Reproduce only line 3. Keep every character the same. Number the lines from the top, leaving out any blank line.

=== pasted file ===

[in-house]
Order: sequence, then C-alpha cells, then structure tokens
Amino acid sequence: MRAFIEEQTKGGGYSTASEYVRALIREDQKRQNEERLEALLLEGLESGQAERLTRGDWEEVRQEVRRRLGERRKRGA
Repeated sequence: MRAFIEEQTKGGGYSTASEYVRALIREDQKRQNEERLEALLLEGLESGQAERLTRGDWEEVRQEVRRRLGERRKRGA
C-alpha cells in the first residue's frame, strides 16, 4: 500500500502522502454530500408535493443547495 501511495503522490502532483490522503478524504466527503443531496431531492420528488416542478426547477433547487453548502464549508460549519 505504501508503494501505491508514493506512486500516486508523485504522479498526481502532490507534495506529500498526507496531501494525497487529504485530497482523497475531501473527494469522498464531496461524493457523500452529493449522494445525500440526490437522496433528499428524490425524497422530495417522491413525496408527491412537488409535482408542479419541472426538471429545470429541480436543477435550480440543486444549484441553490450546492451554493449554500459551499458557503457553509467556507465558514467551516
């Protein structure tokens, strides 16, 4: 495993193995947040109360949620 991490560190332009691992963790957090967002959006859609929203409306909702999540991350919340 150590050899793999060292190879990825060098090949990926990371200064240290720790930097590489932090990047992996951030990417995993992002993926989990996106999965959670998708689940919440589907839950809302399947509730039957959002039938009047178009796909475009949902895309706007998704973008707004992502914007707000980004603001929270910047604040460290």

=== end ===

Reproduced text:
Amino acid sequence: MRAFIEEQTKGGGYSTASEYVRALIREDQKRQNEERLEALLLEGLESGQAERLTRGDWEEVRQEVRRRLGERRKRGA